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Pentagon Considering Ways To Automate Parts Of Sinai Peacekeeping Mission

WASHINGTON (AP) — The Pentagon is considering ways it could automate aspects of its peacekeeping mission in the Sinai Peninsula, possibly reducing the number of troops deployed to an area struggling with the rise of an Islamic State faction, officials said Tuesday.

Navy Capt. Jeff Davis, a Pentagon spokesman, said Defense Secretary Ash Carter recently notified officials in Israel and Egypt that the U.S. is reviewing its role in the Multinational Force and Observers, or MFO, which monitors compliance with the 1979 Egypt-Israel peace treaty. Davis said the U.S. has about 700 troops there.

Davis said the U.S. has signaled its desire to discuss the mission with Egypt and Israel, but is not considering withdrawing entirely. He said the mission has changed very little over the decades, even as new military technologies have come into use that could automate some aspects.

Mark Toner, a State Department spokesman, called the U.S. review “part of an ongoing effort … to look at how to modernize” the observer mission by using technology or improving efficiency.

“Whether and how significant a force reduction that will entail I can’t speak to at this point in time,” Toner said. But he added: “In no way does it speak to a lessening in our commitment to the objective of the MFO mission.”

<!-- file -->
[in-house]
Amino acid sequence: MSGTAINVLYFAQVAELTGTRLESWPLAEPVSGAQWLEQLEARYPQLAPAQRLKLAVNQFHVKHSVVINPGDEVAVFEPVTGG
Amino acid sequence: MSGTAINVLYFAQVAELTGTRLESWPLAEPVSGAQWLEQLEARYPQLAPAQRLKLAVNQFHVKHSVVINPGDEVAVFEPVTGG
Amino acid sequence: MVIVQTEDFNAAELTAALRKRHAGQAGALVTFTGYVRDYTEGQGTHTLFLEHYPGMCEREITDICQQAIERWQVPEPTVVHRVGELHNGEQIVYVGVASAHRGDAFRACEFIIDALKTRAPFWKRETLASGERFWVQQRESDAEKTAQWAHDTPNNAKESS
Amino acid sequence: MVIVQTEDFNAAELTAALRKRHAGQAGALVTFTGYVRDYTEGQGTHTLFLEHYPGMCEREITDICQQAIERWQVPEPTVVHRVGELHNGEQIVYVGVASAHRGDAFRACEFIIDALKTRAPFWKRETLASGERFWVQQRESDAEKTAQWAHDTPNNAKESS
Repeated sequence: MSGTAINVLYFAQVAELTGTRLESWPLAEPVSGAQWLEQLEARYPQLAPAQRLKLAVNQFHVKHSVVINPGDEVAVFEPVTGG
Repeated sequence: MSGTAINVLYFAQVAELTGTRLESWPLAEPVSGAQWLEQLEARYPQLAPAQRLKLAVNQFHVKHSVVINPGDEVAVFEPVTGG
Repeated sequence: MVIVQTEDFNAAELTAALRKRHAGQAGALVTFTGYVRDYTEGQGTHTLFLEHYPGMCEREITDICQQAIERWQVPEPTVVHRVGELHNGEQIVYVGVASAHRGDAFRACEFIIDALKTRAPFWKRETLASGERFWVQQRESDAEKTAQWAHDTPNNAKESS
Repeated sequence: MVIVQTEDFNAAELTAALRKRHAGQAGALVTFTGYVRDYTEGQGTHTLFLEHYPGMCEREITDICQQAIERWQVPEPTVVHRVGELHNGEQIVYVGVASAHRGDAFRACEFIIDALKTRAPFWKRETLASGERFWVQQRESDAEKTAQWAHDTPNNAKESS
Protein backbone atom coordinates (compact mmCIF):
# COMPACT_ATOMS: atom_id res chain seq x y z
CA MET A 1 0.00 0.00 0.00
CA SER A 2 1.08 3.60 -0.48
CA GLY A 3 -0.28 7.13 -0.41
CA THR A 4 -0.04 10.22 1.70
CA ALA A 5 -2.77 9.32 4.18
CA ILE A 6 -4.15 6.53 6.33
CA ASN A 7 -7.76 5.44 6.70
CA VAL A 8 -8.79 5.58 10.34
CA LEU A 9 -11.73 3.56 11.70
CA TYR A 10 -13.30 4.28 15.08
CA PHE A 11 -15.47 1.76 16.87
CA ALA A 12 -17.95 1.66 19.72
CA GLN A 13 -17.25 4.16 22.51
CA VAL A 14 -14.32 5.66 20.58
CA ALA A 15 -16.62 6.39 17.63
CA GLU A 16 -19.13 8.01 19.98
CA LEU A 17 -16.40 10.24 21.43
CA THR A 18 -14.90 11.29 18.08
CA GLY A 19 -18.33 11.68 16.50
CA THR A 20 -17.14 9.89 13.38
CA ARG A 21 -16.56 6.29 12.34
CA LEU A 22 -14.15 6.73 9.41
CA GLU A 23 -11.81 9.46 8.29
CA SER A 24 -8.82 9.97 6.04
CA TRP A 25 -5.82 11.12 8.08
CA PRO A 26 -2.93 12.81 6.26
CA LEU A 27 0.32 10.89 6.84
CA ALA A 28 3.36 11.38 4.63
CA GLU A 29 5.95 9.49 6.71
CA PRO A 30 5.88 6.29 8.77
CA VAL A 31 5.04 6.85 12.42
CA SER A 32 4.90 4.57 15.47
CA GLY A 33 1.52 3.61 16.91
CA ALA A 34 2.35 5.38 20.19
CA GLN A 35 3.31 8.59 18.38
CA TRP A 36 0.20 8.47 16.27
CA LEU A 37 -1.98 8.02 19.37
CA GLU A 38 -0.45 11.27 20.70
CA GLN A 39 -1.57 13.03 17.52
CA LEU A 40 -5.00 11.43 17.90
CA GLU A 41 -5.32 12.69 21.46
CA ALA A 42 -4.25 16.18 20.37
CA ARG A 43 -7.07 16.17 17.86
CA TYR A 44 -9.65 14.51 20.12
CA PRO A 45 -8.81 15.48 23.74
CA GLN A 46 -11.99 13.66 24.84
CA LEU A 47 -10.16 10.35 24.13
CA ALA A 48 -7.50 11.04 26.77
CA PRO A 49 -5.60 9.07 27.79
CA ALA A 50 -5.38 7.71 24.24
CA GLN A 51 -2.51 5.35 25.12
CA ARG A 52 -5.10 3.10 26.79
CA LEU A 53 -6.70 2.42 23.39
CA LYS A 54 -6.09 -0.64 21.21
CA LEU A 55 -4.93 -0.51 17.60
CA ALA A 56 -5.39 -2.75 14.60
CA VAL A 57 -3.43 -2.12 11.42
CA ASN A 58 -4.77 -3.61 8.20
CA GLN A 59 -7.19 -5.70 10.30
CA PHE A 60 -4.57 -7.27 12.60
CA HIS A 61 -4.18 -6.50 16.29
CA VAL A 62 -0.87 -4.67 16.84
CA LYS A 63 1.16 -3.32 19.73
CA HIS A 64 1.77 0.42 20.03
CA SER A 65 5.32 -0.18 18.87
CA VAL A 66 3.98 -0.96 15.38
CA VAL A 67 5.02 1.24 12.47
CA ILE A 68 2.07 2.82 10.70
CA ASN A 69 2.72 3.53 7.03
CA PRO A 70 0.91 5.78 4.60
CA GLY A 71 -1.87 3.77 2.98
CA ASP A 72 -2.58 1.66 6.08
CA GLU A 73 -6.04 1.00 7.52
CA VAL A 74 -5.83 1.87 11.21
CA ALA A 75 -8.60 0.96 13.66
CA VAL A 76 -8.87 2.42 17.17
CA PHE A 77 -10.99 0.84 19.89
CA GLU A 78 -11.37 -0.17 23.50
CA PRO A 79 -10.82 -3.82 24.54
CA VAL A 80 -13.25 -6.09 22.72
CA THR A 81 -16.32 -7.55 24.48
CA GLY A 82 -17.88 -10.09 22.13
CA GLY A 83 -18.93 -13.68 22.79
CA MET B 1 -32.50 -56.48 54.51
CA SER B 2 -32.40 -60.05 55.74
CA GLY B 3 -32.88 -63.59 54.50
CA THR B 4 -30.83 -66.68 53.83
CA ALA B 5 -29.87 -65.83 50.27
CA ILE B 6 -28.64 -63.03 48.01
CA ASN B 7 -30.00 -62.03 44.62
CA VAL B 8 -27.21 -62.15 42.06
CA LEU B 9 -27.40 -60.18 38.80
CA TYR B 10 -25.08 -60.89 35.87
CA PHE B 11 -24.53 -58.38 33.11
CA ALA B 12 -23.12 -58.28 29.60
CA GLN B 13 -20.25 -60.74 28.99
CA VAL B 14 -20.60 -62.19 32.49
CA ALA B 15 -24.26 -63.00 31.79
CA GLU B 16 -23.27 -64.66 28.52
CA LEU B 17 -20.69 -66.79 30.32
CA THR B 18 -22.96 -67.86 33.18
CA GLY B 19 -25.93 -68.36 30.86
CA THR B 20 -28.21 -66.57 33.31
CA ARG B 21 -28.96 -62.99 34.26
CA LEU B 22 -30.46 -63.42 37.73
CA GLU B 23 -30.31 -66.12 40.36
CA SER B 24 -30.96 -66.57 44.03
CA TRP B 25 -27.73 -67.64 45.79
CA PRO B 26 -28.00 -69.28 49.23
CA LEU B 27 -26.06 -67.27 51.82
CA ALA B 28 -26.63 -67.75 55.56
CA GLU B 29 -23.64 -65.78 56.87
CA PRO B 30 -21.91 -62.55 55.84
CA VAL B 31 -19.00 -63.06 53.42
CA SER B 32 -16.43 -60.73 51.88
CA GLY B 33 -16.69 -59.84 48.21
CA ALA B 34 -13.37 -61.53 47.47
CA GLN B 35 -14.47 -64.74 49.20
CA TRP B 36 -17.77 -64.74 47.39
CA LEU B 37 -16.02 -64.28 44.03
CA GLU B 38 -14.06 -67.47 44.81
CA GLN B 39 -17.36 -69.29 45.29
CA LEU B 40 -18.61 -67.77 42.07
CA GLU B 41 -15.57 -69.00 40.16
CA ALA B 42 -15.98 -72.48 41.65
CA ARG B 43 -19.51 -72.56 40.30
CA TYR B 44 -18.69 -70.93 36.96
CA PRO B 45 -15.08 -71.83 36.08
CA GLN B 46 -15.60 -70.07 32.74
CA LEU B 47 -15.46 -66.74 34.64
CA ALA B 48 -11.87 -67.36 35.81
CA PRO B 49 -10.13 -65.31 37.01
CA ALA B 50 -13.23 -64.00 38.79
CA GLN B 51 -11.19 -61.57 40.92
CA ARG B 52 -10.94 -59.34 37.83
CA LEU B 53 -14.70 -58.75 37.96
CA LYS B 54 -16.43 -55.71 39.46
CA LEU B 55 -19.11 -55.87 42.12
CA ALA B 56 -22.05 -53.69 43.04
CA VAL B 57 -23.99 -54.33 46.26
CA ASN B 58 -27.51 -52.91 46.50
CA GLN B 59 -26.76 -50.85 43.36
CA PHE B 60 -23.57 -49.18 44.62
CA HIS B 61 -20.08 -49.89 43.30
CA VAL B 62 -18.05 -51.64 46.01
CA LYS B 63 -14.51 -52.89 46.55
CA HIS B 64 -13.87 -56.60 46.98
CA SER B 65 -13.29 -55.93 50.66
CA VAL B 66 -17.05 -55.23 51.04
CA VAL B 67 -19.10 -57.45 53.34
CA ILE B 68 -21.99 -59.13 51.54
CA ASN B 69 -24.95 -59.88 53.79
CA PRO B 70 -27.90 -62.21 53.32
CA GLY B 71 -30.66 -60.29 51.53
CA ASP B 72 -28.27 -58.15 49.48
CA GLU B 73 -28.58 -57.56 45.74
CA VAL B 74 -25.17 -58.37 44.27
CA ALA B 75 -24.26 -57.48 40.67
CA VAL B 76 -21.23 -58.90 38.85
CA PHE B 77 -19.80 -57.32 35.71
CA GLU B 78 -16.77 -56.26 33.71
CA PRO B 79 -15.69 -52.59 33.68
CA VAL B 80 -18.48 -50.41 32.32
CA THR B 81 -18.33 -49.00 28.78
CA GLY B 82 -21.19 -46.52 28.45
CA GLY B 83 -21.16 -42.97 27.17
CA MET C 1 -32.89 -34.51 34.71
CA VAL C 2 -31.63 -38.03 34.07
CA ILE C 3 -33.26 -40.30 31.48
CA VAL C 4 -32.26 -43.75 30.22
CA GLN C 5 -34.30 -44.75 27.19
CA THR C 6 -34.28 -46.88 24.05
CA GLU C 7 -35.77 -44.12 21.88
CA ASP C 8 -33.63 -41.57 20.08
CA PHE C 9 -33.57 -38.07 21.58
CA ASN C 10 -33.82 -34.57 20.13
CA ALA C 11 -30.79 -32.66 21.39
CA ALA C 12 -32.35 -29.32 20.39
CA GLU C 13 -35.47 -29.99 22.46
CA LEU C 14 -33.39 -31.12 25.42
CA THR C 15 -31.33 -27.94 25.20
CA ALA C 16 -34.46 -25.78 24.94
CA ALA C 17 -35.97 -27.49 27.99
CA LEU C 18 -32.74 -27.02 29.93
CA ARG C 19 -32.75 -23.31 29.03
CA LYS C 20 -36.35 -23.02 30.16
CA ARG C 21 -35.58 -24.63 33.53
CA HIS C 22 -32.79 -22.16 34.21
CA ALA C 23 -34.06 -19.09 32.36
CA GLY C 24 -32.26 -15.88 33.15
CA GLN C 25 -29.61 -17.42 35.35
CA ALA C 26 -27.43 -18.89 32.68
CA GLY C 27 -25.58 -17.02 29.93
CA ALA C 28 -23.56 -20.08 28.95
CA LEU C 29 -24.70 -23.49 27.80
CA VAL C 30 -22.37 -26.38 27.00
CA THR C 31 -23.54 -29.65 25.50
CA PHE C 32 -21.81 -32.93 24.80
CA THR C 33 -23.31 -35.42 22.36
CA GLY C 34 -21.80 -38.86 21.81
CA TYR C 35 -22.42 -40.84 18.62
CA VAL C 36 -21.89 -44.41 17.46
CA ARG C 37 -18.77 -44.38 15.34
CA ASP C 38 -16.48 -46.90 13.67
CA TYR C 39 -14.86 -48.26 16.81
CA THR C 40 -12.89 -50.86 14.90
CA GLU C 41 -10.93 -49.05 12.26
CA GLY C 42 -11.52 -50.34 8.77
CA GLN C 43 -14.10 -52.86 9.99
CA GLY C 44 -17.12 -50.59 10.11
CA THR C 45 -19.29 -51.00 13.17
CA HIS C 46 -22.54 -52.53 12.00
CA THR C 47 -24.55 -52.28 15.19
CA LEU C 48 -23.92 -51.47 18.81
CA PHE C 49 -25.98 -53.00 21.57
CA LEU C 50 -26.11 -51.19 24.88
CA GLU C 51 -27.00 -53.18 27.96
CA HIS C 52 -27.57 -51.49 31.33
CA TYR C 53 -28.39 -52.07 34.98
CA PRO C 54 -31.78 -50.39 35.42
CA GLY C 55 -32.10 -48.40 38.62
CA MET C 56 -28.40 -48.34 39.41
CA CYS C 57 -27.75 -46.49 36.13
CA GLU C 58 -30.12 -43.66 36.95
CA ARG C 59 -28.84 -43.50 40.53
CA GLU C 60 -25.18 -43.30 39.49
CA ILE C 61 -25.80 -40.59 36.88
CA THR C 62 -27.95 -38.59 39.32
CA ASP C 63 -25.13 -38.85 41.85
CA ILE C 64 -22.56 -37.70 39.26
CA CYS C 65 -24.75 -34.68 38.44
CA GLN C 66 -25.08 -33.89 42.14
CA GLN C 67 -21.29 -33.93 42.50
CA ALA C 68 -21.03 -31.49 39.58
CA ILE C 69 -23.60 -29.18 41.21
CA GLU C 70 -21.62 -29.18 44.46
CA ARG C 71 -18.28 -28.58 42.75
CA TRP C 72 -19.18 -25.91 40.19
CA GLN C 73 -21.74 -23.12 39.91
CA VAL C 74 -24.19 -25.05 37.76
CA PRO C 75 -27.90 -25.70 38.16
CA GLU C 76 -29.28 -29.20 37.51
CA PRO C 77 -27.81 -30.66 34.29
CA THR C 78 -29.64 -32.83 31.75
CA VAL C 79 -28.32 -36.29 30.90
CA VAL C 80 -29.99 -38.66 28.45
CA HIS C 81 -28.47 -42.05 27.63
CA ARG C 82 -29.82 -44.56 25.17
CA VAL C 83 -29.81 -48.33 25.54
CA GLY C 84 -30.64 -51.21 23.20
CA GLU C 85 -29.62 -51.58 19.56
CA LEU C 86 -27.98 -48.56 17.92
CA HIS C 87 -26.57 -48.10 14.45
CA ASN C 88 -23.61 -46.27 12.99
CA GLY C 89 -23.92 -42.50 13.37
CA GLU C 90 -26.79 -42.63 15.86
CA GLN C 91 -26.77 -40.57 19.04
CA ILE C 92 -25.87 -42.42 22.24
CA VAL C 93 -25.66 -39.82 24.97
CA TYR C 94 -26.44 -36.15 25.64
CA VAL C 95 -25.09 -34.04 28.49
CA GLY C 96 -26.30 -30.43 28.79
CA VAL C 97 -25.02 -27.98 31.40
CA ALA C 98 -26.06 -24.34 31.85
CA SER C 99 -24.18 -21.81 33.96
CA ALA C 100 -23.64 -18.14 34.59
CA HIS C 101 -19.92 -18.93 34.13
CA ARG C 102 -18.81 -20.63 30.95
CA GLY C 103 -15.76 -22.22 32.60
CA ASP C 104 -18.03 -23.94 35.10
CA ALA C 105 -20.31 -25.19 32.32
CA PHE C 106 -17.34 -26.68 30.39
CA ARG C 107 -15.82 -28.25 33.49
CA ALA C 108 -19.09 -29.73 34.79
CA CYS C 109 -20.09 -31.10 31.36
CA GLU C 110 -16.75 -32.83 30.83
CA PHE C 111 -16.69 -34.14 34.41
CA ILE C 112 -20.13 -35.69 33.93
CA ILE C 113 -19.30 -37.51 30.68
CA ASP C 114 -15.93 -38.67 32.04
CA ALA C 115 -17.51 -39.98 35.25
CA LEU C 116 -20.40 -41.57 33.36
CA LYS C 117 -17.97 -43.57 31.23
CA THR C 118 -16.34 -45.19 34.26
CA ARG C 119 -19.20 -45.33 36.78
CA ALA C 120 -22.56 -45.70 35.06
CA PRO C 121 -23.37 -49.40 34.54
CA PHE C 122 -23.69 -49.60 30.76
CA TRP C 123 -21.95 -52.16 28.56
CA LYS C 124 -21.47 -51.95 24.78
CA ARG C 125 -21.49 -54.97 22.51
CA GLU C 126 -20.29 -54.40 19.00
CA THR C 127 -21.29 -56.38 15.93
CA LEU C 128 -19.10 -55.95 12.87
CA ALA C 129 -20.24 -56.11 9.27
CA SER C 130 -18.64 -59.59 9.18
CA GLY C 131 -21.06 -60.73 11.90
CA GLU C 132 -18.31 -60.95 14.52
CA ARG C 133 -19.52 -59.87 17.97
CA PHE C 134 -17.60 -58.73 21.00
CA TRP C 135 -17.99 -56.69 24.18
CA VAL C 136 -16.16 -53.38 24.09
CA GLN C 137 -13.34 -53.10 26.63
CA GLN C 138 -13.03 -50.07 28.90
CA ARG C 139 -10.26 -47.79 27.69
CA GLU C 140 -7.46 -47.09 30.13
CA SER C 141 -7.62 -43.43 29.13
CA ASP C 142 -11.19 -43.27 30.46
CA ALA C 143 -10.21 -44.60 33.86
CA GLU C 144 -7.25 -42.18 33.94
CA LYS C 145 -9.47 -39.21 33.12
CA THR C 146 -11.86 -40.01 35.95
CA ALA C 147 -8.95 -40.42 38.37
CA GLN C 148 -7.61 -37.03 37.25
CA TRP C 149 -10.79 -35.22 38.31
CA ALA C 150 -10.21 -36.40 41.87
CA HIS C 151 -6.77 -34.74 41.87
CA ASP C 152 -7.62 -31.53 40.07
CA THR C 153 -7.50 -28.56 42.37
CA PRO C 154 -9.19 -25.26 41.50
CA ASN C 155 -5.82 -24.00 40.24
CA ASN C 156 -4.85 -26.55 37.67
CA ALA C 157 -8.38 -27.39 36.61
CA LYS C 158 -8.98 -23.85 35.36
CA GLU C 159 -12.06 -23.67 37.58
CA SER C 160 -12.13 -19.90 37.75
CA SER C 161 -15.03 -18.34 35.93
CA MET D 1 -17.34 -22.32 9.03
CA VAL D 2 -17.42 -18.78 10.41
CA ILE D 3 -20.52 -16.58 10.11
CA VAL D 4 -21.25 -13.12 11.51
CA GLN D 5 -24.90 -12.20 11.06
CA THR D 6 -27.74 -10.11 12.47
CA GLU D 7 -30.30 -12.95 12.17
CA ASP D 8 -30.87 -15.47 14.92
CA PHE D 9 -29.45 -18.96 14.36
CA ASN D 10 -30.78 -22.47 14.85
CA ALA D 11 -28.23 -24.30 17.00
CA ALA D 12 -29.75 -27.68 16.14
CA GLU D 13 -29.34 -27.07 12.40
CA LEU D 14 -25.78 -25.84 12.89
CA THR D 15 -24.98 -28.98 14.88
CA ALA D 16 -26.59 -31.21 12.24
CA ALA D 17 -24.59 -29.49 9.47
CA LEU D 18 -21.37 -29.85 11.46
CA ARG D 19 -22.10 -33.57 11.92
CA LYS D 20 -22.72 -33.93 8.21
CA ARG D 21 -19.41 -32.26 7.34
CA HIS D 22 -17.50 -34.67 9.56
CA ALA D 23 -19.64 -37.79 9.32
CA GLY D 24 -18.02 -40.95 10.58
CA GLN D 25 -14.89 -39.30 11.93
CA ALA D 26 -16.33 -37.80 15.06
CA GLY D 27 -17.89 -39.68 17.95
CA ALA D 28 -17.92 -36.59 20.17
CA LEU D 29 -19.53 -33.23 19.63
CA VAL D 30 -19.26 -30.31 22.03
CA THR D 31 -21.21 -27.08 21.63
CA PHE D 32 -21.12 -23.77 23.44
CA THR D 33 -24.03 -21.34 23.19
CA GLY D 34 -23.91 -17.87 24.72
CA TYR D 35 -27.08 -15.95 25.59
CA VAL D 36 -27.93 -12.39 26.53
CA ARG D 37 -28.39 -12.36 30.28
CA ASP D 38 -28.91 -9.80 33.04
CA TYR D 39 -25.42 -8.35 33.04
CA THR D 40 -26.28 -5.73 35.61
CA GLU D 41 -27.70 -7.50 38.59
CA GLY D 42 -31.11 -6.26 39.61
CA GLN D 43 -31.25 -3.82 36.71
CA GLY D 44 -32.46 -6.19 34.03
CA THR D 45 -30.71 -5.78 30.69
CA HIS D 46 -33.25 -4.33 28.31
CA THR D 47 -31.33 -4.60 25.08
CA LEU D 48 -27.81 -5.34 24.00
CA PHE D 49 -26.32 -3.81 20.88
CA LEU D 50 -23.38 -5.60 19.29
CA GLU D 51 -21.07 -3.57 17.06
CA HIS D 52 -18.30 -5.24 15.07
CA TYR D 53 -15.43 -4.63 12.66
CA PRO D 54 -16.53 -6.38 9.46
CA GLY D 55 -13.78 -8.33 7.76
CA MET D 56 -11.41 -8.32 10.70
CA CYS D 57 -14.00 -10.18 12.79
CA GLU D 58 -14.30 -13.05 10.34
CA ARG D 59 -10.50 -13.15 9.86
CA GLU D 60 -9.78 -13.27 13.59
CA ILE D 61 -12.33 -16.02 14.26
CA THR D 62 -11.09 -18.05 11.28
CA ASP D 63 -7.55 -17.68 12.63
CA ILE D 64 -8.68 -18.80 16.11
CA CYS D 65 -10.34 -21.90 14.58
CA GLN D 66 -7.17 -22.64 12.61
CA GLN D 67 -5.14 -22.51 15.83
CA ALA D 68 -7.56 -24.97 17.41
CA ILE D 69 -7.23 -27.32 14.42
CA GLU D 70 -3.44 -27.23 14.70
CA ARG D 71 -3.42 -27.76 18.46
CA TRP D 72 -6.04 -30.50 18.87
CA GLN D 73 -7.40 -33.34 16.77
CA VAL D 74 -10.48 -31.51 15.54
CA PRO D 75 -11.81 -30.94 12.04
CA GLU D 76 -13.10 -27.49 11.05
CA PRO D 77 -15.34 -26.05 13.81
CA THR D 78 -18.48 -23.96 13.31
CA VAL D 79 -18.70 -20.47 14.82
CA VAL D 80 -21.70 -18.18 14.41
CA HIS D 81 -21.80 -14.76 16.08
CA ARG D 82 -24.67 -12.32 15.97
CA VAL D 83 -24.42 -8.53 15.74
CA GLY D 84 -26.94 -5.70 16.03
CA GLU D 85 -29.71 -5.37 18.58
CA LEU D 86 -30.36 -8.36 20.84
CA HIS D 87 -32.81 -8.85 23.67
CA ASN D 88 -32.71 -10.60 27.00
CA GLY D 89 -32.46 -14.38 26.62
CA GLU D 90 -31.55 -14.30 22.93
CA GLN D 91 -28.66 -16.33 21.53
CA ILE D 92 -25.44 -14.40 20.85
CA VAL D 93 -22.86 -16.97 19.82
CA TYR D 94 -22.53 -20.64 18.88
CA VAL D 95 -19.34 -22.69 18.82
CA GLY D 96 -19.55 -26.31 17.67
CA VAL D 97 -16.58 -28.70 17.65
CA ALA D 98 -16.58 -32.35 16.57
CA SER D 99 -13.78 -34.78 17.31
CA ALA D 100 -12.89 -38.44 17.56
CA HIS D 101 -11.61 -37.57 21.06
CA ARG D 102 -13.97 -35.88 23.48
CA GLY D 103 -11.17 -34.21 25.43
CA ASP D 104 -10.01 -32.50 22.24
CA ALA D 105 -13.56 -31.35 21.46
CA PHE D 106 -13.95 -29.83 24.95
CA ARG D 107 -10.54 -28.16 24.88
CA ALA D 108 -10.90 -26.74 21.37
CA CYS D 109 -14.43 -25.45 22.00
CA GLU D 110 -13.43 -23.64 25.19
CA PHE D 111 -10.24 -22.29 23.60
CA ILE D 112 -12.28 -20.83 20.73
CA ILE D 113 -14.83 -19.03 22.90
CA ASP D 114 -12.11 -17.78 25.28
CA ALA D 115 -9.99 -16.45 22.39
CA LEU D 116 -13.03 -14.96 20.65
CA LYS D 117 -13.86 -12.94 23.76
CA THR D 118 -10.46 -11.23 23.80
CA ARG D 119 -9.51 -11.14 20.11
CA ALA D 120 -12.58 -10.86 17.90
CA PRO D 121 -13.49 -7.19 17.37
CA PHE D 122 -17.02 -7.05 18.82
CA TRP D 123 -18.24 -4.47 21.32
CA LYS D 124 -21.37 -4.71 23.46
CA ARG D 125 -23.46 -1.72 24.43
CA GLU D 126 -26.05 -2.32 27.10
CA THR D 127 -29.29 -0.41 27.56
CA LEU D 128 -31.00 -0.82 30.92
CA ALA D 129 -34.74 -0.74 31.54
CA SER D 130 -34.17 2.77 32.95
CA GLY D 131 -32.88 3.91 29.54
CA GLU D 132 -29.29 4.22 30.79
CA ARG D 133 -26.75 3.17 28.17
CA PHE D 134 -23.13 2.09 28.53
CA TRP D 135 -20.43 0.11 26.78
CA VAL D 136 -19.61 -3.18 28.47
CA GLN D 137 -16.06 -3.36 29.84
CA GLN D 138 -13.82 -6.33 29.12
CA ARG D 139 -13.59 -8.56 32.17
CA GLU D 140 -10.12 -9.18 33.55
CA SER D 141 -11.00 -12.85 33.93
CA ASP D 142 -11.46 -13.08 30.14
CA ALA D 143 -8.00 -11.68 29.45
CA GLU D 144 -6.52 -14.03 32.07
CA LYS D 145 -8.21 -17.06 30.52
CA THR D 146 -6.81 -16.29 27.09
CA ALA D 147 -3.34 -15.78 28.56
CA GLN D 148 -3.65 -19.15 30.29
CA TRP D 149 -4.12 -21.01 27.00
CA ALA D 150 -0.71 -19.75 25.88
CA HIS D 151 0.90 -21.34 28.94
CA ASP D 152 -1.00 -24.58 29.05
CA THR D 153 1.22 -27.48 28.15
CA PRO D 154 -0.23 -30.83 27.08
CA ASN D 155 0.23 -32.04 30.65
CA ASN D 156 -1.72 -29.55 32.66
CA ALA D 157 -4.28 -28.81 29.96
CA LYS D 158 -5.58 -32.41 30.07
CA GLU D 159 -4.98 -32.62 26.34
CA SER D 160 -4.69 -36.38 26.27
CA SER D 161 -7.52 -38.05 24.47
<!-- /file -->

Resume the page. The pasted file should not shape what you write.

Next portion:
Last summer, the U.S. beefed up its presence in the Sinai with dozens of additional troops and support equipment to improve protection for the force in the aftermath of a roadside bomb attack that wounded four U.S. soldiers.

Sinai has been plagued for years by an insurgency, which escalated after the 2013 military overthrow of Egypt’s Islamist President Mohammed Morsi amid mass protests against him. A Sinai-based IS affiliate has targeted Egyptian troops in Sinai and claimed responsibility for the Oct. 31 downing of a Russian airliner that killed 224 people.

 

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